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Wildlife Education: Rescuing the Whales


Wildlife Education: Rescuing the Whales

Wildlife Education: Rescuing the Whales

When the whale is experiencing old age, illness, injuries, or simply get lost, you might find them stranded on the coast. However, during these past years, the whale standing has been increasing. Most of the stranding phenomenon remain unreported due to the remote or less-populated area. Rescuing stranding whales become our duty, here are how you can do it:

  1.  Observe the stranding whale from a safe perimeter so your presence won’t generate discomfort, distress, or pain to it. You can also promote the perimeter to other people who also witnessed it, don’t let them come at any closer to preventing stressing condition to the whale.
  2. As you observe the whale, next you’ll need to contact the expert for help. Who are they? Wildlife officers, wildlife staff, police, or local marine network on mammal stranding. Contact any one of them.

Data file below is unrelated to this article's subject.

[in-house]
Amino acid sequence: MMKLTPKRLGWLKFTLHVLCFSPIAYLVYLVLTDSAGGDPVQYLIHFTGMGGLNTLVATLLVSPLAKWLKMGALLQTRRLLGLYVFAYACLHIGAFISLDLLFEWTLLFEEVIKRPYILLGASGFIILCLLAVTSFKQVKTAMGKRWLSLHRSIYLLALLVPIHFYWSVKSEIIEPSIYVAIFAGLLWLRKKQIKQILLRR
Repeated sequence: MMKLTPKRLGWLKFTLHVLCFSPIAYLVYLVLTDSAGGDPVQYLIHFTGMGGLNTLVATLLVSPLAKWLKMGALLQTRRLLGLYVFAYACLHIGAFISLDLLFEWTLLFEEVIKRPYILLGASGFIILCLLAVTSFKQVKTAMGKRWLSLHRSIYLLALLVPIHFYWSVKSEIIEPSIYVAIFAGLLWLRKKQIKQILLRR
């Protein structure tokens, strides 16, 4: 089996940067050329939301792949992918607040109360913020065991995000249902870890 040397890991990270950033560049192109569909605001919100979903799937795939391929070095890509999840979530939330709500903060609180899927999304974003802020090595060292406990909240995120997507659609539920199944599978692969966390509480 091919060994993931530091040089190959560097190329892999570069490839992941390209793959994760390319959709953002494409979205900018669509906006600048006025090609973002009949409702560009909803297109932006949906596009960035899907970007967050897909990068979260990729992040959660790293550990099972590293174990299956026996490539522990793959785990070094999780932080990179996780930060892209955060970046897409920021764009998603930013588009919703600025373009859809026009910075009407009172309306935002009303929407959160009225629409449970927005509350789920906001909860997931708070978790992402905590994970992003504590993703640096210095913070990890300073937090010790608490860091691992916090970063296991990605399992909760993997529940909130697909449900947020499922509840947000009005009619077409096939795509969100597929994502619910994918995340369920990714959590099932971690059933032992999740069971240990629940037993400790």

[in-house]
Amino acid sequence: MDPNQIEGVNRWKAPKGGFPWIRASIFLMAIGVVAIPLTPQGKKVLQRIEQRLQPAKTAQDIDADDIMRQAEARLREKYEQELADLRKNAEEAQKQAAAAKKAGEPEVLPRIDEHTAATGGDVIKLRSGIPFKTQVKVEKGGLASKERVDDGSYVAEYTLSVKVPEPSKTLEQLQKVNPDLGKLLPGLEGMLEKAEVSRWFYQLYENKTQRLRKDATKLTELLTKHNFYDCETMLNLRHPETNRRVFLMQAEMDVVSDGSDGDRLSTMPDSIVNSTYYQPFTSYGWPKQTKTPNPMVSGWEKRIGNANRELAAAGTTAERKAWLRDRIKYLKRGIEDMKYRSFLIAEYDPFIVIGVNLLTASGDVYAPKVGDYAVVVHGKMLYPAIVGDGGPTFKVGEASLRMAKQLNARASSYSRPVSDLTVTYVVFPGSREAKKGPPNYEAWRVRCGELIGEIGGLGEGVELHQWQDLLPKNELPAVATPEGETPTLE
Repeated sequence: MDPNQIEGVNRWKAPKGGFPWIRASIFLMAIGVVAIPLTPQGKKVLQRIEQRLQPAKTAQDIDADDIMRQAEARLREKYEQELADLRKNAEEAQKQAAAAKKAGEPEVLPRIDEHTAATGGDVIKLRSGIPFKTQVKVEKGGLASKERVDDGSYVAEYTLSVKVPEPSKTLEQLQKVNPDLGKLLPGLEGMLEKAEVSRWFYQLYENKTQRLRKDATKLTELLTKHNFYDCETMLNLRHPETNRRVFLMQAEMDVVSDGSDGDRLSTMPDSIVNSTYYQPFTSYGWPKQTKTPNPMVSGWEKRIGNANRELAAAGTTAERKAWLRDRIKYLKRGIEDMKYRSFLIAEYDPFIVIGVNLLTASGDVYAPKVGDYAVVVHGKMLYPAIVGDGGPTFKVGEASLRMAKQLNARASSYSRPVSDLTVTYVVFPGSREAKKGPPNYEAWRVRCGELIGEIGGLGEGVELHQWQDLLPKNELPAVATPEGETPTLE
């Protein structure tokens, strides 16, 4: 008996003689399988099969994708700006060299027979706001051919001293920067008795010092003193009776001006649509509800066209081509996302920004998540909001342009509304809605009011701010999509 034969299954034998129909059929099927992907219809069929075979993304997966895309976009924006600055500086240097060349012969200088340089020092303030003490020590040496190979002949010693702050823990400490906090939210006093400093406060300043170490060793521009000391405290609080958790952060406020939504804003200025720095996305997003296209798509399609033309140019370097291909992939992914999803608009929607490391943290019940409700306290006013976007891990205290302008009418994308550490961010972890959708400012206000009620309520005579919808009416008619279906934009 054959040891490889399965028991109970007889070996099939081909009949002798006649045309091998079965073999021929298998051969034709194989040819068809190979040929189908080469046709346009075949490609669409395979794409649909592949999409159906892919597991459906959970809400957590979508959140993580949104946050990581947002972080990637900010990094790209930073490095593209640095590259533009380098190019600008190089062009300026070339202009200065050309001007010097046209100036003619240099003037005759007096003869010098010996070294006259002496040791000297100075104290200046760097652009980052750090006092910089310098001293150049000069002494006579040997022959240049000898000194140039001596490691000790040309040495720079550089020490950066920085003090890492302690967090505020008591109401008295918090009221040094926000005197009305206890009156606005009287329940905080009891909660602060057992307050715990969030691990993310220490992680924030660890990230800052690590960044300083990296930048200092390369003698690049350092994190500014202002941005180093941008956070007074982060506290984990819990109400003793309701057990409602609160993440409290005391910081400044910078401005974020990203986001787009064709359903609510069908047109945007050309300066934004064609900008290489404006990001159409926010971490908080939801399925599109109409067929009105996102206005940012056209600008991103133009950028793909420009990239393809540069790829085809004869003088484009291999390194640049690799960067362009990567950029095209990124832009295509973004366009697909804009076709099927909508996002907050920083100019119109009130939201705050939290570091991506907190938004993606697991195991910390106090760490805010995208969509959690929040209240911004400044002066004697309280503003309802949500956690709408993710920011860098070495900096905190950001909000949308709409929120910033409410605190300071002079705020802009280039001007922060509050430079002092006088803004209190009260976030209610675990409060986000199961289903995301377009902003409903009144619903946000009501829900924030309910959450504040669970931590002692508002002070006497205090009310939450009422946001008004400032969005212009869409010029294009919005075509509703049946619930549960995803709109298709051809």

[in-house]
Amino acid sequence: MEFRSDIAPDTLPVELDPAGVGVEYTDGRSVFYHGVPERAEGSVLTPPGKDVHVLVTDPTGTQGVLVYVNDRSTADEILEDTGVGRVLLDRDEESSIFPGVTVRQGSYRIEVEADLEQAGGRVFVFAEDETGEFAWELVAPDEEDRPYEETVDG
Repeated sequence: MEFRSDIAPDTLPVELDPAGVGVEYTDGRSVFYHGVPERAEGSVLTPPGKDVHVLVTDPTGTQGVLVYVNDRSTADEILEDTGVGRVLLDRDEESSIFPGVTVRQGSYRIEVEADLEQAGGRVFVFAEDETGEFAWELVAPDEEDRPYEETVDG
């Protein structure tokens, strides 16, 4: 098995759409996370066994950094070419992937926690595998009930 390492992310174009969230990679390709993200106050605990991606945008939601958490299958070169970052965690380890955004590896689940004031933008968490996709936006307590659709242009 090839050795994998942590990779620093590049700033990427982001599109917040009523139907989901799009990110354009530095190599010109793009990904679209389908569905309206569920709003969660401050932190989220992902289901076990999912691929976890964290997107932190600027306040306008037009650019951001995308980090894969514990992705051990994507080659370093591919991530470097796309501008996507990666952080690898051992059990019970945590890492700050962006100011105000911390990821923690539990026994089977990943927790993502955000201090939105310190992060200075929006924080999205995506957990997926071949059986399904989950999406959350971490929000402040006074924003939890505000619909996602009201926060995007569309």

3. You need to inform what you’ve previously observed while you’re reporting the stranding in two parts. First, the accurate location where the stranding is happening should be reported so the rescuer can reach the location faster and easier. Second, describe the condition of the whale-like injuries, sounding, or other appearances.
  4. Maintain a perimeter as a safe distance, it’s important to do no attempts until the rescuer comes to the location. A wild animal can harm you as they feel treated or even though it’s helpless. A whale can injure you in both as they roll in the water or as they trash their tails.
  5. Avoid any contact including touching as stranding whales may carry zoonotic disease. However, if you’ve touched, it’s important to wash your hand thoroughly with antiseptical solutions.
  6. Don’t attempt pushing the stranding whale back to the seas as you got no backup and appropriate tools. This attempt injure and harm you at any points.
  7. As you have proper backup including assistance and tools, you can help the whale by blowing the hole on his head to ensure that it can breathe.
  8. Another key point is to keep the whale wet during any procedures. Pour water using any tools you can find but avoid the breathing hole. This is a standard procedure before the whale can be moved back to the water.
  9. Maintain the whale from drying and sunlight exposure so it can survive before moved back to the water. You can use water-soaked burlap bags to cover the exposed whale body but avoid the hole.
  10. In the end, stay with the stranded whale until experts and rescuers arrive at the stranding location.
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